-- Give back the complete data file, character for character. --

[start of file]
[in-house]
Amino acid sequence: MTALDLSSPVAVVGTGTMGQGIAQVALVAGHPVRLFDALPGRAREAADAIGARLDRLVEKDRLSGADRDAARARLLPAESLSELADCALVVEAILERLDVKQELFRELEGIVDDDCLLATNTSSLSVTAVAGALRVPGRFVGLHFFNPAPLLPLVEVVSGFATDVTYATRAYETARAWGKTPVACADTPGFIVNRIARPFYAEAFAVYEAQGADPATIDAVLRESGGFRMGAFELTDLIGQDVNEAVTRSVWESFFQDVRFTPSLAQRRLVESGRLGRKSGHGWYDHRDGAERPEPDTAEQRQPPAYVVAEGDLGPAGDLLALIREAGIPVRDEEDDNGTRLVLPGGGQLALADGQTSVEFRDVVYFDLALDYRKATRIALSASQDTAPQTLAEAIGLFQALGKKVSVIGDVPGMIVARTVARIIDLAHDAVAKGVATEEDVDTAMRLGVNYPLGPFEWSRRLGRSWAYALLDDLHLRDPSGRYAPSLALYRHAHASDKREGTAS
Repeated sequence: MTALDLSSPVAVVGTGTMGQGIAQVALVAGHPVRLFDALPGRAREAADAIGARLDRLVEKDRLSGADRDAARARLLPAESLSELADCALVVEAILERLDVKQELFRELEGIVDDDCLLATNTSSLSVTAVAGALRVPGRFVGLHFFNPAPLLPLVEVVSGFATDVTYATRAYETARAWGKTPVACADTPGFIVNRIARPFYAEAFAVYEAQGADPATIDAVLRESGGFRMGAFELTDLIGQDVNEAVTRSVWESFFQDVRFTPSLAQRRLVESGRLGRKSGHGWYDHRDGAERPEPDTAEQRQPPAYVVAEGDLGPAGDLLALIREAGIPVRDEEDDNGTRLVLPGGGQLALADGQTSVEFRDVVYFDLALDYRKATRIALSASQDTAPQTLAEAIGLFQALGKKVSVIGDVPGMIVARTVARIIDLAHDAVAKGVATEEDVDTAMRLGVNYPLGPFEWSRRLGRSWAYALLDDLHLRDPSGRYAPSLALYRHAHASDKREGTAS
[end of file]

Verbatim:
[in-house]
Amino acid sequence: MTALDLSSPVAVVGTGTMGQGIAQVALVAGHPVRLFDALPGRAREAADAIGARLDRLVEKDRLSGADRDAARARLLPAESLSELADCALVVEAILERLDVKQELFRELEGIVDDDCLLATNTSSLSVTAVAGALRVPGRFVGLHFFNPAPLLPLVEVVSGFATDVTYATRAYETARAWGKTPVACADTPGFIVNRIARPFYAEAFAVYEAQGADPATIDAVLRESGGFRMGAFELTDLIGQDVNEAVTRSVWESFFQDVRFTPSLAQRRLVESGRLGRKSGHGWYDHRDGAERPEPDTAEQRQPPAYVVAEGDLGPAGDLLALIREAGIPVRDEEDDNGTRLVLPGGGQLALADGQTSVEFRDVVYFDLALDYRKATRIALSASQDTAPQTLAEAIGLFQALGKKVSVIGDVPGMIVARTVARIIDLAHDAVAKGVATEEDVDTAMRLGVNYPLGPFEWSRRLGRSWAYALLDDLHLRDPSGRYAPSLALYRHAHASDKREGTAS
Repeated sequence: MTALDLSSPVAVVGTGTMGQGIAQVALVAGHPVRLFDALPGRAREAADAIGARLDRLVEKDRLSGADRDAARARLLPAESLSELADCALVVEAILERLDVKQELFRELEGIVDDDCLLATNTSSLSVTAVAGALRVPGRFVGLHFFNPAPLLPLVEVVSGFATDVTYATRAYETARAWGKTPVACADTPGFIVNRIARPFYAEAFAVYEAQGADPATIDAVLRESGGFRMGAFELTDLIGQDVNEAVTRSVWESFFQDVRFTPSLAQRRLVESGRLGRKSGHGWYDHRDGAERPEPDTAEQRQPPAYVVAEGDLGPAGDLLALIREAGIPVRDEEDDNGTRLVLPGGGQLALADGQTSVEFRDVVYFDLALDYRKATRIALSASQDTAPQTLAEAIGLFQALGKKVSVIGDVPGMIVARTVARIIDLAHDAVAKGVATEEDVDTAMRLGVNYPLGPFEWSRRLGRSWAYALLDDLHLRDPSGRYAPSLALYRHAHASDKREGTAS